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Q&A: Microsoft hybrid-cloud push promises benefits for IT, end users, pocketbook

Tim Greene | June 6, 2013
Microsoft's chief hybrid-cloud exec opens up about what it can mean for businesses.

Brad Anderson, Microsoft vice president of Windows Server and System Center, keynoted at the company's user conference TechEd North America 2013 this week, dishing out over a span of two hours a smorgasbord of new versions of platforms, most notably Windows Server, SQL Server, Visual Studio and System Center that encourage business use of cloud services.

Later he talked about how these changes can help IT staff do its job better, the agility it will bring to end users and how it can also help save expenses. He says that despite Microsoft firing off updates to its major server platforms at a faster rate, IT pros need not fear being swamped. They're already getting hit more often than they might think and Microsoft is trying to figure out how to make the process less painful.

Anderson sat down with Network World Senior Editor Tim Greene to discuss these issues and others. Here is the transcript:

What's Microsoft's broad pitch in favor of hybrid clouds?
I think with hybrid it brings the ability to take advantage of not only just raw cloud capacity but data and other types of things that exists different places, in different clouds around the world. So in terms of just raw infrastructure as a service it allows you to move a virtual machine or application to a particular service provider or to Azure to take advantage of either economics or just to take a load off your own data center. But in the context data and being able to get inside that data, as you think about  hybrid you can now combine data from multiple places, multiple data sets and really get some interesting insights out of that. There's just two big ways to think about hybrid computing.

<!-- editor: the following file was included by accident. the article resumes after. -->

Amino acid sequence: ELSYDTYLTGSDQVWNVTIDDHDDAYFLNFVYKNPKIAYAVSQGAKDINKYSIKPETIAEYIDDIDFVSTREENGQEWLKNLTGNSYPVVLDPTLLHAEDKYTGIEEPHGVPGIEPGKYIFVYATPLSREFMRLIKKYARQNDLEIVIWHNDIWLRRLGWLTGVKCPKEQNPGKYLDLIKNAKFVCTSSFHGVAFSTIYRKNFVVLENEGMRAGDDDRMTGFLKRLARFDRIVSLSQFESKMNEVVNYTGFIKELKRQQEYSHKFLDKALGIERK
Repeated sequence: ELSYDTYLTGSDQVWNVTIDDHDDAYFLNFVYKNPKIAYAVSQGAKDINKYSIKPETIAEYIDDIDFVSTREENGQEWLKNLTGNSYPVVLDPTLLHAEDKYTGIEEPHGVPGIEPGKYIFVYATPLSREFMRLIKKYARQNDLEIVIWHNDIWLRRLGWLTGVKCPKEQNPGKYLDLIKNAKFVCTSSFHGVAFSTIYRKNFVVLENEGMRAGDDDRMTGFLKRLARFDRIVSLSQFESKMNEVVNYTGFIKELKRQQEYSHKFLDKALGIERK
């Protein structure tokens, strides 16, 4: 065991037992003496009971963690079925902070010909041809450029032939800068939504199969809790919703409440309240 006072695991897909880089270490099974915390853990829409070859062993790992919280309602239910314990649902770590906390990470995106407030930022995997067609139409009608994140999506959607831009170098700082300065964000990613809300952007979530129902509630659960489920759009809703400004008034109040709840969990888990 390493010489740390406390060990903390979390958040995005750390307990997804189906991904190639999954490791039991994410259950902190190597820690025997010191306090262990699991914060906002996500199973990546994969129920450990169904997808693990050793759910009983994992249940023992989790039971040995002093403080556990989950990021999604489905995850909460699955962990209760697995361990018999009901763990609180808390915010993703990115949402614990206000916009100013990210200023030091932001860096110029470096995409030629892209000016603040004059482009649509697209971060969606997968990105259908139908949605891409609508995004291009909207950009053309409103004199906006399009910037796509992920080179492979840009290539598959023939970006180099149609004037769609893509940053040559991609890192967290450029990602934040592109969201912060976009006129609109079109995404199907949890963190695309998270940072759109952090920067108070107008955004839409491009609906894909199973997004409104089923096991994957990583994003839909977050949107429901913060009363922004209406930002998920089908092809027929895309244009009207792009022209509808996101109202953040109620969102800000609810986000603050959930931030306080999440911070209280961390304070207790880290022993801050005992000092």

What is it about this mass of updates and upgrades announced here make life easier for the corporate IT guy?
The first thing I would say is the hybrid services that we've built so things like backup, disaster recovery, high availability, the ability to take advantage of a service provider or of Windows Azure to provide you those kinds of assets are the kind of capabilities really with only a couple of clicks of a mouse is something that no one in the industry has done to date.

The second thing that I would point to is every IT organization is being asked by their users to give them more data at a more real-time kind of feed to enable them to gain the insights out of that. And so the things we demonstrated in terms of being able to have rich visualization for your data that really allows IT but more importantly the business leaders everyone from the CXOs down to the individual who's leading a marketing campaign to get insights out of all the data that's being generated by these applications and Web sites that simplicity and I think that ease of understanding what is happening can differentiate your business or better serve your customers is world-class and Microsoft is unique in doing that.


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